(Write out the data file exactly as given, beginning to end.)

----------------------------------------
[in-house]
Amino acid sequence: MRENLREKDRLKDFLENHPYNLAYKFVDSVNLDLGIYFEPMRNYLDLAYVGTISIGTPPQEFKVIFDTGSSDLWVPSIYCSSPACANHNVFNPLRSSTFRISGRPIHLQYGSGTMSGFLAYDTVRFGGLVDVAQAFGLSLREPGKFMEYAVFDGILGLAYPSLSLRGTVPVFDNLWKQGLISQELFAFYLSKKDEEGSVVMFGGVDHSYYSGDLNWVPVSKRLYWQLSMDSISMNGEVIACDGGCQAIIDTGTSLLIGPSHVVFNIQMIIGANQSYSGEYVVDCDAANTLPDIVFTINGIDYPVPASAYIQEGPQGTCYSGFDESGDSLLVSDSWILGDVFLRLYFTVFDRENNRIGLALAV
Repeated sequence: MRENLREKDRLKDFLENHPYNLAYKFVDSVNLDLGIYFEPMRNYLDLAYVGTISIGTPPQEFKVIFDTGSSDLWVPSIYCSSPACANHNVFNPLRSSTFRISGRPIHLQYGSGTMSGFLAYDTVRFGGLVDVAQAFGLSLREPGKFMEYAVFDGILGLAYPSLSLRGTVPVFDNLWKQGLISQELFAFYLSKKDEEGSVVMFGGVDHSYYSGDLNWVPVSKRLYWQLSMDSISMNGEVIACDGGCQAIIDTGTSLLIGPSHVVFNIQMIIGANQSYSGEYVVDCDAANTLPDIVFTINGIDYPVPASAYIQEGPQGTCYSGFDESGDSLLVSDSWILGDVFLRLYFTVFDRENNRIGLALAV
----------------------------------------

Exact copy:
[in-house]
Amino acid sequence: MRENLREKDRLKDFLENHPYNLAYKFVDSVNLDLGIYFEPMRNYLDLAYVGTISIGTPPQEFKVIFDTGSSDLWVPSIYCSSPACANHNVFNPLRSSTFRISGRPIHLQYGSGTMSGFLAYDTVRFGGLVDVAQAFGLSLREPGKFMEYAVFDGILGLAYPSLSLRGTVPVFDNLWKQGLISQELFAFYLSKKDEEGSVVMFGGVDHSYYSGDLNWVPVSKRLYWQLSMDSISMNGEVIACDGGCQAIIDTGTSLLIGPSHVVFNIQMIIGANQSYSGEYVVDCDAANTLPDIVFTINGIDYPVPASAYIQEGPQGTCYSGFDESGDSLLVSDSWILGDVFLRLYFTVFDRENNRIGLALAV
Repeated sequence: MRENLREKDRLKDFLENHPYNLAYKFVDSVNLDLGIYFEPMRNYLDLAYVGTISIGTPPQEFKVIFDTGSSDLWVPSIYCSSPACANHNVFNPLRSSTFRISGRPIHLQYGSGTMSGFLAYDTVRFGGLVDVAQAFGLSLREPGKFMEYAVFDGILGLAYPSLSLRGTVPVFDNLWKQGLISQELFAFYLSKKDEEGSVVMFGGVDHSYYSGDLNWVPVSKRLYWQLSMDSISMNGEVIACDGGCQAIIDTGTSLLIGPSHVVFNIQMIIGANQSYSGEYVVDCDAANTLPDIVFTINGIDYPVPASAYIQEGPQGTCYSGFDESGDSLLVSDSWILGDVFLRLYFTVFDRENNRIGLALAV